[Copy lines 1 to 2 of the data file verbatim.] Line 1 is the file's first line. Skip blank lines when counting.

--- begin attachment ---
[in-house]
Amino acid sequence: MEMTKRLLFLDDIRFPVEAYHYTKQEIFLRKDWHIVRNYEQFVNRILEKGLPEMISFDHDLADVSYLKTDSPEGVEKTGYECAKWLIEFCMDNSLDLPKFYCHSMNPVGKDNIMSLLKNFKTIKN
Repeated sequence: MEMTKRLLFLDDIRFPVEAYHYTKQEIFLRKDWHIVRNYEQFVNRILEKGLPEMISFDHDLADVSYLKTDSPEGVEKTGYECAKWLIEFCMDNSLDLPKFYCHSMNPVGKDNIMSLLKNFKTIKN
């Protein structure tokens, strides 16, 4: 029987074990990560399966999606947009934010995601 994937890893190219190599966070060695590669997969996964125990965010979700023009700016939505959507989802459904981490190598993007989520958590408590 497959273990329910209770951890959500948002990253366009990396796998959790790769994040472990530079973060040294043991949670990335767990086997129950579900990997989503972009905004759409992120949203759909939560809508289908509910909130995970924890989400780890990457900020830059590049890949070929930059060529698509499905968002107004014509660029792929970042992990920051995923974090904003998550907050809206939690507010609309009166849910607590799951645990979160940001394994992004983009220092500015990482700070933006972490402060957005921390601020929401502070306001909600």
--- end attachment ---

[in-house]
Amino acid sequence: MEMTKRLLFLDDIRFPVEAYHYTKQEIFLRKDWHIVRNYEQFVNRILEKGLPEMISFDHDLADVSYLKTDSPEGVEKTGYECAKWLIEFCMDNSLDLPKFYCHSMNPVGKDNIMSLLKNFKTIKN